To create the list, The Truth About Cars asked its 40k daily readers to nominate the worst vehicles for sale in the United States during the 2006 calendar year. A selection committee comprised of ten TTAC writers selected 20 finalists from the readers’ nominations. Finalists were chosen for their crimes against aesthetics, engineering, ergonomics, driving dynamics and/or brand authenticity. The final ten “winners” were chosen by readers via an electronic poll.
Site publisher Robert Farago said his team created The Ten Worst awards as an antidote to the annual “love ins” provided by the mainstream automotive media. “The profusion of ‘best of’ automotive awards reflects the fact that the manufacturer-sponsored magazines and websites can’t tell it like it is,” Farago said. “TTAC is the home of take-no-prisoners automotive journalism. Our Ten Worst list says we’re not afraid to tell the truth about cars.”
In this case, the Enclave is not really a country lying within the boundaries of the Buick, but the company’s preview of a vehicle to replace the Rendezvous crossover SUV (and Rainier?). Buick’s replacement for the Rendezvous moves to a new platform (the Lambda platform) and will carry the new Enclave name. The choice of “Enclave” demontrates how tough it is for any car company to identify catchy names for its vehicles.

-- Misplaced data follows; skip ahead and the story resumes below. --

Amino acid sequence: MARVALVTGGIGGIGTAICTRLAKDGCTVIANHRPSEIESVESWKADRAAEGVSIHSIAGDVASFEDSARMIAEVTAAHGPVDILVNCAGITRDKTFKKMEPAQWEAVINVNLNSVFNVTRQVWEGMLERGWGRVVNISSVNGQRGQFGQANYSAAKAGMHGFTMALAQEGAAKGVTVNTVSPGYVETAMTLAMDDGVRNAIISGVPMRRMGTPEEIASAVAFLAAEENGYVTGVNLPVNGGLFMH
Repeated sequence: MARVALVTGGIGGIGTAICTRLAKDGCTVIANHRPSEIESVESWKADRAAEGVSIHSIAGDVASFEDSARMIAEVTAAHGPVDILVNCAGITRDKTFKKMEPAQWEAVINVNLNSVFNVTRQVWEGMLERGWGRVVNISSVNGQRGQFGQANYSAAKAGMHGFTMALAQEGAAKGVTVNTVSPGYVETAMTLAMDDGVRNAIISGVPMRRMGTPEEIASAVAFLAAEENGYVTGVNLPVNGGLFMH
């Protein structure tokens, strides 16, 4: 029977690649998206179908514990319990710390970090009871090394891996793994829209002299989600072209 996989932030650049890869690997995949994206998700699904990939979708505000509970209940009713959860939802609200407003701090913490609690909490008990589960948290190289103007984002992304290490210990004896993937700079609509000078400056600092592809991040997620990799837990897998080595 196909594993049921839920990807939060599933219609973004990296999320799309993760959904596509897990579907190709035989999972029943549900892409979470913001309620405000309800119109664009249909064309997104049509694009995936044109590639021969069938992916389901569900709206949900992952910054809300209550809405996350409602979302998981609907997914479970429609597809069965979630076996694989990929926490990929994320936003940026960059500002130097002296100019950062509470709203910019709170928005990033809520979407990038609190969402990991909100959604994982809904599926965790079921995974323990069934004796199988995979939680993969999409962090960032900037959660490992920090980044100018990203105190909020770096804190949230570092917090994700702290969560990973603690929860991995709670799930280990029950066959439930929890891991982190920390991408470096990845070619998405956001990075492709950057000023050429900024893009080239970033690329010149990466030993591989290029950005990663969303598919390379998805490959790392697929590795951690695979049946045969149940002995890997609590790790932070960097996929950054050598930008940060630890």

The Enclave is due in early 2007 as a 2008 model-year vehicle and was shown at GM’s first press conference at the 2006 North American International Auto Show in January. VehicleVoice and AutoPacific correspondents were there to get the scoop. And while getting the scoop several agreed that the Enclave may, indeed, be the first Buick they would actually consider and that this Buick may actually appeal to other than geriatric buyers.
2006 Concept: The New Vision of Buick Style
The 2006 Enclave concept closely previews the vehicle, though it still offers a significant amount of concept eyewash. Unless there is too much confusion and laughter, Enclave is the name the product is due to wear in production. The Enclave concept focuses on furthering Buick’s luxury position, with a highly sculpted and detailed design. Buick describes the Enclave name as evoking images of style, luxury, and the privacy of a quiet, protected space. The style and luxury association with the word Enclave seems a bit of a stretch when compared with the definition of the word, but the Buick concept does succeed with demonstrating images of style and luxury.
While the concept of the Enclave may be suspiciously similar to the Chrysler Pacifica, the Enclave styling is much more upscale and serious looking. Additionally, there is likely little risk that Enclave will be confused with a Minivan or station wagon.